Osmo and Ronin-MX can be used in a handheld configuration, and allow additional customizations to how the gimbal responds to user movement.
SmoothTrack describes how and when the gimbal will compensate for yaw and pitch movement at it's mount (e.g. Osmo handle). SmoothTrack speed, acceleration and deadband can be customized. The animation below shows the gimbal compensating for handle yaw rotation relatively slowly. Roll is not supported with SmoothTrack as a horizontal image is usually preferred.
SmoothTrack Speed is the gimbal's catch-up speed to large mount rotations. A faster speed will be more responsive for tracking fast moving objects, but also produce less smooth video.
SmoothTrack Acceleration determines how closely the gimbal will compensate for handle movement (how quickly it will reach the SmoothTrack speed). A fast acceleration will be more responsive to small handle rotations, and therefore less able to smooth out small unwanted rotations.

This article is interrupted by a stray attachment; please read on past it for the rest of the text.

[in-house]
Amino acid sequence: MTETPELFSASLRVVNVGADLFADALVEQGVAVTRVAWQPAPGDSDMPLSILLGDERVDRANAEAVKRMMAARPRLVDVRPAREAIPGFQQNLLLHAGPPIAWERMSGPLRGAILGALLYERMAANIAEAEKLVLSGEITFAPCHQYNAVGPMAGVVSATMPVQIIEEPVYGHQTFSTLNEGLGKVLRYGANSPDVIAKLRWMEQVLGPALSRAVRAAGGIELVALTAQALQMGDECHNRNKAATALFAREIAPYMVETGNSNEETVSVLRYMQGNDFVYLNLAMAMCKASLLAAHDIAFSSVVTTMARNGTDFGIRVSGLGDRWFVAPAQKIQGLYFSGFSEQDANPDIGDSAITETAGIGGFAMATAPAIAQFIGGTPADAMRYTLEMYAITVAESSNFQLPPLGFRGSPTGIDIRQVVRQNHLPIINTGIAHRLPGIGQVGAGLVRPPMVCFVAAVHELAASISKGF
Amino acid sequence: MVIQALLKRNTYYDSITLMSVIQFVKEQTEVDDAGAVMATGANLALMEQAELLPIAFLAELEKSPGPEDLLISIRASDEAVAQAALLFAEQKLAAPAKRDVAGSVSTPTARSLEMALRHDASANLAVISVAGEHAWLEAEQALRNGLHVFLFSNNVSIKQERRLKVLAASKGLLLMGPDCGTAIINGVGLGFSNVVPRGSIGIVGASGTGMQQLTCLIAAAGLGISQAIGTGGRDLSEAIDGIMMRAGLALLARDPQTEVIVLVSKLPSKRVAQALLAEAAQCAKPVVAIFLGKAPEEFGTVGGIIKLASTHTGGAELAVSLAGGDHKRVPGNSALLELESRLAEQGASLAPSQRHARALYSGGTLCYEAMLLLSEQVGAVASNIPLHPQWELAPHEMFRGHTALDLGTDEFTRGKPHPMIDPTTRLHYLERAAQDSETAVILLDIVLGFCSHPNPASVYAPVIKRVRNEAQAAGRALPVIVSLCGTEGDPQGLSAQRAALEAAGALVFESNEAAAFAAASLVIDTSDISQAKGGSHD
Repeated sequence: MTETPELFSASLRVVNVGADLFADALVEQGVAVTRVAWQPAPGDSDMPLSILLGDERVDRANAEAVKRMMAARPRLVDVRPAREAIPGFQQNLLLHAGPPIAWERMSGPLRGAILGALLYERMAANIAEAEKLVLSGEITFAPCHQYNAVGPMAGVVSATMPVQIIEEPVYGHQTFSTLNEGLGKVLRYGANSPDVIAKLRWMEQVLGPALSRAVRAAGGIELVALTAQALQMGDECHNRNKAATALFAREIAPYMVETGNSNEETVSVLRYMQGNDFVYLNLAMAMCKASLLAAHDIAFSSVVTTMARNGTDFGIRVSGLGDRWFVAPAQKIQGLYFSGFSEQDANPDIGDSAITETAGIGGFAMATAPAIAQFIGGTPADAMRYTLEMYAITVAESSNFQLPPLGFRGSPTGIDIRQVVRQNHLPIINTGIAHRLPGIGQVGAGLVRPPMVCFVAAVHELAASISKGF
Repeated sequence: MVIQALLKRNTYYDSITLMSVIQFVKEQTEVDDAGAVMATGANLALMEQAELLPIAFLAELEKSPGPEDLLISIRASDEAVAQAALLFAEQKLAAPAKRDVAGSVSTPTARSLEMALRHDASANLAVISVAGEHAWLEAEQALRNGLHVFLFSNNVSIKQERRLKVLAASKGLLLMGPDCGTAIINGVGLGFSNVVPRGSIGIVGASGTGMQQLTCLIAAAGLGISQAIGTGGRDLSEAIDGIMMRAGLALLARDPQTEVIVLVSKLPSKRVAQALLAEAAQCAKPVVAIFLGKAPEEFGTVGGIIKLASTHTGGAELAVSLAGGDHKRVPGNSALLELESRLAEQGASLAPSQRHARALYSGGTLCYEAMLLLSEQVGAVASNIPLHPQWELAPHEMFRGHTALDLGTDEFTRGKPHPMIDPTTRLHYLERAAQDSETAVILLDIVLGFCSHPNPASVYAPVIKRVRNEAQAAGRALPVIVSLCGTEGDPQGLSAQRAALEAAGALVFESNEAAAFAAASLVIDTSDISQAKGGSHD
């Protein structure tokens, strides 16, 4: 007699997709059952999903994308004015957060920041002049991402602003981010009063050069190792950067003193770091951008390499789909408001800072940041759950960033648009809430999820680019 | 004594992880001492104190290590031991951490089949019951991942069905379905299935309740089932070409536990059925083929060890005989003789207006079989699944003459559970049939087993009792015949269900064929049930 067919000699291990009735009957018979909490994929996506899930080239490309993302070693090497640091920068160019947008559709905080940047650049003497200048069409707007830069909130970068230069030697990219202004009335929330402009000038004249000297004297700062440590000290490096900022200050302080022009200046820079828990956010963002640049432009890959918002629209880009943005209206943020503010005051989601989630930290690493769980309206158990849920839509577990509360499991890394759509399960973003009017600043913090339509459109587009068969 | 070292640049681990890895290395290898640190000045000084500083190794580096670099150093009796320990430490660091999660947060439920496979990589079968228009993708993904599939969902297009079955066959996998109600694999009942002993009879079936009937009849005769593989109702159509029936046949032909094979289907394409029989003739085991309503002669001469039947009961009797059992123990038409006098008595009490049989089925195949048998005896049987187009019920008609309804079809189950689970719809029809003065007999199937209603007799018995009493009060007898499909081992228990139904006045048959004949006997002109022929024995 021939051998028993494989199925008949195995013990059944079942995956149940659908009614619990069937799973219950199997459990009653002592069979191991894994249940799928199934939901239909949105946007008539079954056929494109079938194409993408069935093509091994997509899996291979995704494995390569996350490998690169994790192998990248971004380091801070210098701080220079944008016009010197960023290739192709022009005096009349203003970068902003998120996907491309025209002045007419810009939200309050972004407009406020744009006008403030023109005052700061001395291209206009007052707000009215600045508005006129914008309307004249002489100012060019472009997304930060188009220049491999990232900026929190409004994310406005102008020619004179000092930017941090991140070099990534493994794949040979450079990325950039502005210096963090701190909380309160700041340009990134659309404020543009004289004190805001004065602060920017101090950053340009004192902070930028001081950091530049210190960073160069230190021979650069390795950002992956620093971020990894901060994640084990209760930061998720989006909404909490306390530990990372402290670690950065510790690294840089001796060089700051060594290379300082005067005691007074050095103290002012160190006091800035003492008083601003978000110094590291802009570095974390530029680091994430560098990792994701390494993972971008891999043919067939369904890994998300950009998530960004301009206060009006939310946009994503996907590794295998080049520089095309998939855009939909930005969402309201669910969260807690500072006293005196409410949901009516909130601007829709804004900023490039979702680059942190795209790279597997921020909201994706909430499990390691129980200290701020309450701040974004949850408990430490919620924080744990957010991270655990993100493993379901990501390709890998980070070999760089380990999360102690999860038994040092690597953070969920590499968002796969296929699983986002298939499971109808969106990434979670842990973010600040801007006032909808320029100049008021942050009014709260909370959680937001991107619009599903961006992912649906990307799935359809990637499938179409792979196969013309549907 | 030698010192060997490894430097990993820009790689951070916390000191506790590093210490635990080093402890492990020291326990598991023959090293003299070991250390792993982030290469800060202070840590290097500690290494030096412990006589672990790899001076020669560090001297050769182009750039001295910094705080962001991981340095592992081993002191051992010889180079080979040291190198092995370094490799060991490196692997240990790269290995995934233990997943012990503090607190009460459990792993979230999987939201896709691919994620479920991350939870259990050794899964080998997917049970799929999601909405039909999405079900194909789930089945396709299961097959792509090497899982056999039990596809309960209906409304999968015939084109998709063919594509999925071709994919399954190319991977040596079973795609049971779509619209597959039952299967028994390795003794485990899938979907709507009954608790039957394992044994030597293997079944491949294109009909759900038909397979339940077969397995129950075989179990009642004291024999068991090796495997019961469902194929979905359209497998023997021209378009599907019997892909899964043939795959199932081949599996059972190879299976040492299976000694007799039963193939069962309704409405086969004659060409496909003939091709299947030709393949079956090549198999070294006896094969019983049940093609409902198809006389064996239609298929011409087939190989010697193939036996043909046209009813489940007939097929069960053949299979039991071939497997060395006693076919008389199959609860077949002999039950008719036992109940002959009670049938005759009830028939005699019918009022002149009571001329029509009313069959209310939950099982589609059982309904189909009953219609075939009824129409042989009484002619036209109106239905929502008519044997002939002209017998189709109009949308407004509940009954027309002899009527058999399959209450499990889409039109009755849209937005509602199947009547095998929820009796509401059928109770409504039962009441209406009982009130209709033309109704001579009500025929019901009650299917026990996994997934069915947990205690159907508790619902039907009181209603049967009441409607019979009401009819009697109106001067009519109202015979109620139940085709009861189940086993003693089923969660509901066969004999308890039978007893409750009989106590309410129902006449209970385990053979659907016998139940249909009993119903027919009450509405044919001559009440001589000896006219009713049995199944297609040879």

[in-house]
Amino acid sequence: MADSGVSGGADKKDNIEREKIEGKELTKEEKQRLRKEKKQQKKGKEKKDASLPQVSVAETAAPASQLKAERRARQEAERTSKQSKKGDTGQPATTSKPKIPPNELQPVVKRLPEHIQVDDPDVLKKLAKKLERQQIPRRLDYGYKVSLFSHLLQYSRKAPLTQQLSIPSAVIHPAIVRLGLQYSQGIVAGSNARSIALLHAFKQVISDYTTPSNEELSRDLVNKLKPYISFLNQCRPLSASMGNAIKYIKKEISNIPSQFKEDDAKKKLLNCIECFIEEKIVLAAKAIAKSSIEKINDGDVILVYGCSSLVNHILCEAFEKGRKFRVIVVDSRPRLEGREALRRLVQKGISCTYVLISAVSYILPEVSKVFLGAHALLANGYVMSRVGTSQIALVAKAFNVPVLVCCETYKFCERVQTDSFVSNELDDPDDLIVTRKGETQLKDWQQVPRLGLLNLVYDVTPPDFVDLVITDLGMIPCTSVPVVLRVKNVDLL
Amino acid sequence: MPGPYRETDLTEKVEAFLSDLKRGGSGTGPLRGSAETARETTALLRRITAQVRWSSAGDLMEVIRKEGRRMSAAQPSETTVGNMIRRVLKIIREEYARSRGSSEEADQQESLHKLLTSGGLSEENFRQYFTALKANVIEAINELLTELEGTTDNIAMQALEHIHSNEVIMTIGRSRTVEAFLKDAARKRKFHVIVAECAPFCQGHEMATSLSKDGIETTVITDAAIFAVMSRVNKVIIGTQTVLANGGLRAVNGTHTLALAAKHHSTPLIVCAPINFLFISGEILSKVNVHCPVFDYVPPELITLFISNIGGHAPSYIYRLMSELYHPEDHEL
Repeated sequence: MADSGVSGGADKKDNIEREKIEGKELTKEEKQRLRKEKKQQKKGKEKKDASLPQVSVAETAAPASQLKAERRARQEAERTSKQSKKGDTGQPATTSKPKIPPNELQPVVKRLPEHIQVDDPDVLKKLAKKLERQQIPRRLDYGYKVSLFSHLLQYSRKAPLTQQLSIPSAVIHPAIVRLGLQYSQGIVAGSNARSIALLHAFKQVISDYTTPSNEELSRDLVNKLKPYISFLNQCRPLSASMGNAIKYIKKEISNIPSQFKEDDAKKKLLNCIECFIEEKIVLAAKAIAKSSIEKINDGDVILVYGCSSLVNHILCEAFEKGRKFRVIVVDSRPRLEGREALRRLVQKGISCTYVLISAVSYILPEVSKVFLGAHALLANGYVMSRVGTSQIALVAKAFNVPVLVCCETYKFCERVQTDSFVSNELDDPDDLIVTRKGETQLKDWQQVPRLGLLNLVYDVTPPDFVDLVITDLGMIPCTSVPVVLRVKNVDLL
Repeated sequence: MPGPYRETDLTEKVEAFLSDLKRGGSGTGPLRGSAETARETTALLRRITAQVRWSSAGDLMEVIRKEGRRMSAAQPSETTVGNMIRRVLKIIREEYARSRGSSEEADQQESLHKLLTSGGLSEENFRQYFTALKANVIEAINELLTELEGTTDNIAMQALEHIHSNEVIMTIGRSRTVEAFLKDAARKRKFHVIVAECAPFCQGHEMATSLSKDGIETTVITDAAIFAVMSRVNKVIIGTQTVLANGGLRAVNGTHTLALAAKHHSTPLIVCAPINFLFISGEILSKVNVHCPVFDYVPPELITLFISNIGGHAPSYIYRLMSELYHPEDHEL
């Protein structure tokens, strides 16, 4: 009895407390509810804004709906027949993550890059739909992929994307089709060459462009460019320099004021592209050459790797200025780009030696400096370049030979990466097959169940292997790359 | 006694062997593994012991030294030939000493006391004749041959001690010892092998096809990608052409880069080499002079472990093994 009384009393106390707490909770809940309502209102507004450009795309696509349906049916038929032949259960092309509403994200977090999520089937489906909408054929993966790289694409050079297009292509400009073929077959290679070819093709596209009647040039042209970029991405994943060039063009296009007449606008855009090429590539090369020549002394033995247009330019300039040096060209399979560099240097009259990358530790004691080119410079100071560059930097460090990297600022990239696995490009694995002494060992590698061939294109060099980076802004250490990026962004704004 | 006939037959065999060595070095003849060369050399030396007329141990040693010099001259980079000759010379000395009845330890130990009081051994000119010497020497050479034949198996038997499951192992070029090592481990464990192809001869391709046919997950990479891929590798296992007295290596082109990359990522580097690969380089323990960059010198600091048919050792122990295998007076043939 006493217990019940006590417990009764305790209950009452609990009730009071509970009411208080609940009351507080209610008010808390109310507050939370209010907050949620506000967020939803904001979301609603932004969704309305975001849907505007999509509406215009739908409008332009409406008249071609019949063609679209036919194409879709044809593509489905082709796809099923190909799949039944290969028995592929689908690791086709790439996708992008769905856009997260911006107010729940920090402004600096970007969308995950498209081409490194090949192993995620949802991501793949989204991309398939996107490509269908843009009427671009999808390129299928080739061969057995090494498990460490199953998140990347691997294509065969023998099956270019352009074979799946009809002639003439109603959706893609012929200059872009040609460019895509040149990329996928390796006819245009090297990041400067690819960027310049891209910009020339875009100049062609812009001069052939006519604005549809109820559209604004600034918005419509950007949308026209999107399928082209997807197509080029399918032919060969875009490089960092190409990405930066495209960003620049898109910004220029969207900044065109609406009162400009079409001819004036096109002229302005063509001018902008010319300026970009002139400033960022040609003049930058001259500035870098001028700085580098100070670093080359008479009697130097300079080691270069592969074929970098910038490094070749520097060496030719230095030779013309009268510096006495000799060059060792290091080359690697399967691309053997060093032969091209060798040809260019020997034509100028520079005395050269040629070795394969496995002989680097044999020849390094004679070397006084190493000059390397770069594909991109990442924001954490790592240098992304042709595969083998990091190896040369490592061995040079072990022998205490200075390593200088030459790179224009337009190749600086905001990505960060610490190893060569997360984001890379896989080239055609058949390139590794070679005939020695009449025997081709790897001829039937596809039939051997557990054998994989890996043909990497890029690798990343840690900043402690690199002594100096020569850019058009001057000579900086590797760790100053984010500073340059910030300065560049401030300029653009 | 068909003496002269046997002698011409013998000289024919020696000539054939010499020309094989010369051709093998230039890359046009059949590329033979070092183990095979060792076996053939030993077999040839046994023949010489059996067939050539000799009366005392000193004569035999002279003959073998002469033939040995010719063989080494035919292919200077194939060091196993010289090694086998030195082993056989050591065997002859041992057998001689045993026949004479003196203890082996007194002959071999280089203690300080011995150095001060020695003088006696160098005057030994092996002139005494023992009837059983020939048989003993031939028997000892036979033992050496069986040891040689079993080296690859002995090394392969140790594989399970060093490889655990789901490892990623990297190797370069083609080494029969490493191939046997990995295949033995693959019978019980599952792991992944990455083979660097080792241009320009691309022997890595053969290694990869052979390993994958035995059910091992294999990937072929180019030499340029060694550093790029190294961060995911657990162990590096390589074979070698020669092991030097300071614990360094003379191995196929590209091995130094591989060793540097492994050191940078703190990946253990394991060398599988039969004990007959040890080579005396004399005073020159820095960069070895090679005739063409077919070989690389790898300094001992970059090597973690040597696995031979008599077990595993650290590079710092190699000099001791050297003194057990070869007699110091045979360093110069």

SmoothTrack Deadband determines the amount of rotation required before the gimbal starts to compensate. A larger deadband requires more mount movement before the gimbal will start to move. Having a large deadband is useful for when the camera is moving a lot, and the subject is relatively stationary. Smaller deadbands are required if quicker response is needed to mount movement.
The gimbal can be manually moved around the pitch and yaw axes using the joystick on OSMO and the remote controller on Ronin-MX. The joystick and remote controller are physical controllers on the handles of the products.
The gimbal's response to the physical controller can be customized using speed, smoothing and deadband settings. The animation below shows the gimbal following movement of the Osmo joystick.
Controller Speed is the gimbal's movement speed when controlled with the physical controller. When the controller is at full deflection (displacement), the gimbal will be moving at the controller speed.